In The Eye Of The Storm

In The Eye Of The Storm

Call it the paramedic’s dilemma. As any Code Red campaigner knows, there is plenty wrong with the system that employs and organises Victoria’s ambulance paramedics.

Indeed, there is so much wrong about the ambulance service and its treatment of staff that half of them cannot see themselves remaining in the job for another five years. Yet 31-year veteran Don Gillies says that the rewards of the job, the incalculable human returns are so profound that somehow you keep at it.


“You get so much out of it that it over-rides how bad the system is,” says Don.

“For me it’s not this amazing life-saving stuff: it’s the sense of just making a difference, helping someone out. A good example is a little old lady we took home from hospital. I am a gardener. It’s one of the ways I get away from work, and I noticed when we dropped her off her plants, orchids, were massively pot-bound. She said she’d been too ill to look after them. There was a nursery down the street so we bought some pots and re-potted her orchids for her. She was absolutely delighted. That’s one of my favourite jobs in 30 years.”

Don started working life as a cop but changed to the ambulance service after five years. While both roles involve serving the community, there is a basic difference in how they relate to the public, he says.

“As a policeman, when people are talking to you, you automatically assume that they are lying until you find otherwise. As an ambo, you are seeing people when they are at their most open. You are getting an absolute truth, and you are making a difference.”

Don, who is based at Mirboo North 150 kilometres east of Melbourne has been a prominent face of the Code Red campaign, addressing protestors from the bed of a truck in Melbourne (pictured above, centre), and at his home base. He is a committed unionist and, like all United Voice members, a key to sustaining our community by providing the support services it needs.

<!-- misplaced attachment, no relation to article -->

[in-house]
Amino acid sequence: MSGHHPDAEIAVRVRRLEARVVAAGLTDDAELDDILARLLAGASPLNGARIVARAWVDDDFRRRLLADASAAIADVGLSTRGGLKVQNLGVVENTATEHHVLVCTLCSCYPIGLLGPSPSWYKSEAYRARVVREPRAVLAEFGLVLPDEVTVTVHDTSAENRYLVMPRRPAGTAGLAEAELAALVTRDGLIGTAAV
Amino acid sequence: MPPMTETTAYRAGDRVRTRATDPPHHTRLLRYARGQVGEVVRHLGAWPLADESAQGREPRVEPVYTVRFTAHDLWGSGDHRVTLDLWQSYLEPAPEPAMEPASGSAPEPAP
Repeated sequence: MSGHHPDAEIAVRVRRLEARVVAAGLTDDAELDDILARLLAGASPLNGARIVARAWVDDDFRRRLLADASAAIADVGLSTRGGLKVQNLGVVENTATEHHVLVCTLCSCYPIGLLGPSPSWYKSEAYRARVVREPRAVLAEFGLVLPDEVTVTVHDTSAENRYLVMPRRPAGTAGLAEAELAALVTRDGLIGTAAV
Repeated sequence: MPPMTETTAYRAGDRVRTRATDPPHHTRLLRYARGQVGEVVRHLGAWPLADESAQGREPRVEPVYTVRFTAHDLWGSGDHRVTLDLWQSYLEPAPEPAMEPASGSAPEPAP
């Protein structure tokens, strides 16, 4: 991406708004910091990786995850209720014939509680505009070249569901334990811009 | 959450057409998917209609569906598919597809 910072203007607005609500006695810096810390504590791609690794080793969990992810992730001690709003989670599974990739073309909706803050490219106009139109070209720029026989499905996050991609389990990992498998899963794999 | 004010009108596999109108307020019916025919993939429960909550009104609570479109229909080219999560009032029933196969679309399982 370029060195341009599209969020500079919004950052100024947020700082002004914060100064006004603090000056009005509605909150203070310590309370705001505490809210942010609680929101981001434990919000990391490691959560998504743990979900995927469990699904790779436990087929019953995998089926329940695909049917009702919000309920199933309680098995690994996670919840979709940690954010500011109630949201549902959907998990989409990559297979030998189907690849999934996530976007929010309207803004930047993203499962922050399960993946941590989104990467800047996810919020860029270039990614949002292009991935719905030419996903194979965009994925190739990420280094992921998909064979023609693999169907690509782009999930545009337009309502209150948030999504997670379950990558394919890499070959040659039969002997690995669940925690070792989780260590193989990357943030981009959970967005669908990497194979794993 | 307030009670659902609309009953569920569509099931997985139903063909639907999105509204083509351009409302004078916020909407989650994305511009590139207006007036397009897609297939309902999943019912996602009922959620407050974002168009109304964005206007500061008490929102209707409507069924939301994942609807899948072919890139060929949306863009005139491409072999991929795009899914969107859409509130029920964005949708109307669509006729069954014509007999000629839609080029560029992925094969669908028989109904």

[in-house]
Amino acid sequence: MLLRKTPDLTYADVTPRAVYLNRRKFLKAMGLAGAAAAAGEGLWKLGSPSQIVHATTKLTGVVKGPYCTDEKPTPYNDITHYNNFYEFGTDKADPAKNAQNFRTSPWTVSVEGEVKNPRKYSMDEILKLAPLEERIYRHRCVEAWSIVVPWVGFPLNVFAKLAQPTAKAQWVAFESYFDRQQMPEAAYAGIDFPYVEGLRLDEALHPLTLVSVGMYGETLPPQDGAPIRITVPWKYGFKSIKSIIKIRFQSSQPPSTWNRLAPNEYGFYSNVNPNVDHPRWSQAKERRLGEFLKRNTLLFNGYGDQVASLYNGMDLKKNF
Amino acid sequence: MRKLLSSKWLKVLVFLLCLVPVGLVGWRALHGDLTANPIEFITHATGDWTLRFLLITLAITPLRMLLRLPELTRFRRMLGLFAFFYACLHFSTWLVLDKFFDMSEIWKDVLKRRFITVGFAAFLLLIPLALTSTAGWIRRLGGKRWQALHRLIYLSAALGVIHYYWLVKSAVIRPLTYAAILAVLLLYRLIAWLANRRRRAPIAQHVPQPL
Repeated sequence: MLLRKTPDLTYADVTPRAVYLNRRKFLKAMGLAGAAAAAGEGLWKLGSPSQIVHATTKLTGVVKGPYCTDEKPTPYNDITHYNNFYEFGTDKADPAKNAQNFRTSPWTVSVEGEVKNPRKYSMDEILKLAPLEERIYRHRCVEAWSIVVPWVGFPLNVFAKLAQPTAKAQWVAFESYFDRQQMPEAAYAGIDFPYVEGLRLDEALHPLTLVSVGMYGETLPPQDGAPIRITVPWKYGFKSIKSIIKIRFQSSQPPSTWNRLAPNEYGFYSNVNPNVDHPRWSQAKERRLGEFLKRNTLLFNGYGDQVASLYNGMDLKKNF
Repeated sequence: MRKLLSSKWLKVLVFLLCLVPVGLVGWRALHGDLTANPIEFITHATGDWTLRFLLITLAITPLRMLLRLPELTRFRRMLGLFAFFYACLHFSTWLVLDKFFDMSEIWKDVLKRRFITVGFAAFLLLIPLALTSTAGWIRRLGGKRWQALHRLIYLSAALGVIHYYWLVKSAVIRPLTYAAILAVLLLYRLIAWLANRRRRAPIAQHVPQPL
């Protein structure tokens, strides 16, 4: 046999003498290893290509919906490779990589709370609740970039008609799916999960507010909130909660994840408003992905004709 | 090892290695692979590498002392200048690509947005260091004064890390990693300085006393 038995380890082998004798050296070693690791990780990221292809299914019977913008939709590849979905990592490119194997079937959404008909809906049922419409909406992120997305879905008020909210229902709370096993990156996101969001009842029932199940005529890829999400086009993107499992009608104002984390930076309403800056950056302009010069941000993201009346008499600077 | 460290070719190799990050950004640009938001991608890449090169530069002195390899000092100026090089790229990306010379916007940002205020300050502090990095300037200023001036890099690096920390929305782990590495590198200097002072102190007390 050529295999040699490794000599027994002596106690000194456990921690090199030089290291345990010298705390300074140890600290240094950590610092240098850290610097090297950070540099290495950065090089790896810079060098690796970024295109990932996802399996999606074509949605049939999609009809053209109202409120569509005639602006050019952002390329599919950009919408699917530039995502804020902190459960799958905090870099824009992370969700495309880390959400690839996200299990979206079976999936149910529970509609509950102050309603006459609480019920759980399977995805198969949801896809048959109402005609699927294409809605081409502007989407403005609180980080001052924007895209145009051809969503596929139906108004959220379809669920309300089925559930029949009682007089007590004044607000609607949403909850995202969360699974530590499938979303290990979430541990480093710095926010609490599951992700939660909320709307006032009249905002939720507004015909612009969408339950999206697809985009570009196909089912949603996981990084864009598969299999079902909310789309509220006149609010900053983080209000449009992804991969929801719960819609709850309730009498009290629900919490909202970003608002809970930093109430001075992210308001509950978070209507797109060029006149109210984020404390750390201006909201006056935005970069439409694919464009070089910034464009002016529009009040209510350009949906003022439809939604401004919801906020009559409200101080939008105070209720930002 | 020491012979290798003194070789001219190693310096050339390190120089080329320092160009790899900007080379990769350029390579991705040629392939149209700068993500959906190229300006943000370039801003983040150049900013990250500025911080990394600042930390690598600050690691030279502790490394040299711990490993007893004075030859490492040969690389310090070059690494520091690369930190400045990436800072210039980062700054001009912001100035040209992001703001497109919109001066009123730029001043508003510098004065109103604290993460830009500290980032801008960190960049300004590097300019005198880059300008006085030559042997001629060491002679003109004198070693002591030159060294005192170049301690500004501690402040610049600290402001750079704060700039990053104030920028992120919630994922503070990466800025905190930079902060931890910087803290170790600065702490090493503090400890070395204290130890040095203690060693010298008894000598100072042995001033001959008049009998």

“There have been a number of times in my career if I had not had the union members’ support, because I am a reasonably forthright person, I could have had some significant issues,” says Don, who first came to prominence industrially back in 1991 when the Moorabbin station where he was based was decrepit and riddled with asbestos.

The station was badly designed, over-crowded and the leaking garage roof leached an asbestos-laced sludge when it rained. Once the sludge dried it became a lethal, wind-borne dust.

Don led a walkout, with the paramedics squatting with the local fire brigade. “I was happy to be the face of it,” he recalls. “I had enough support from the union membership.”

During his career Don has seen the service transformed from its ‘job for life’ beginnings to the heightened insecurity of the present. Junior paramedics are terrified of speaking out or being seen to be ‘out of line’ with the administration, he says.

Pay has not kept pace with the increasing skills and technical advances of staff either. Victoria’s paramedics know they could deliver themselves an immediate pay rise of thousands of dollars – but it would mean moving interstate since they are the lowest paid in the country.

And the job is a demanding one even before the shifts – a mix of 10 hour day shifts and 14 hour night shifts, or two days then two nights then four days off - are taken into account. Paramedics confront and deal with the consequences of the most horrific scenes witnessed on our highways and in our workplaces. They see sudden, inexplicable loss and waste, and the next day, they saddle up again.

“It’s not like we are on struggle street dollar-wise,” says Don, “but it’s not commensurate with the level of training and responsibility that’s around now.

“Back when I started there was little in the way of skills training and processes. It was the person you are that made the difference. Now we have this massive skills base, complex equipment, it’s a uni-degree, and I also did a graduate diploma in health and safety.

“We don’t earn what we should and when you consider inflation we have slipped back. The enterprise bargaining agreement for the last 10 or 12 years has just been a war trying to hang on to what we have got. I am not crying poor but the money is not good when you consider the responsibility and the price you pay with the shift work and the experiences of what you see.”

There is a key benefit to the job that many workers don’t have, and that is the defined benefit scheme that the ambos share with police and fire service staff. But it does not kick in until after 25 years’ service, and that’s too long for many.

The grind is so punishing right now that many young paramedics say they will not be around long enough to benefit from the scheme, says Don. That makes the Code Red campaign to lift pay and conditions to a level befitting paramedics’ expertise so much more urgent.

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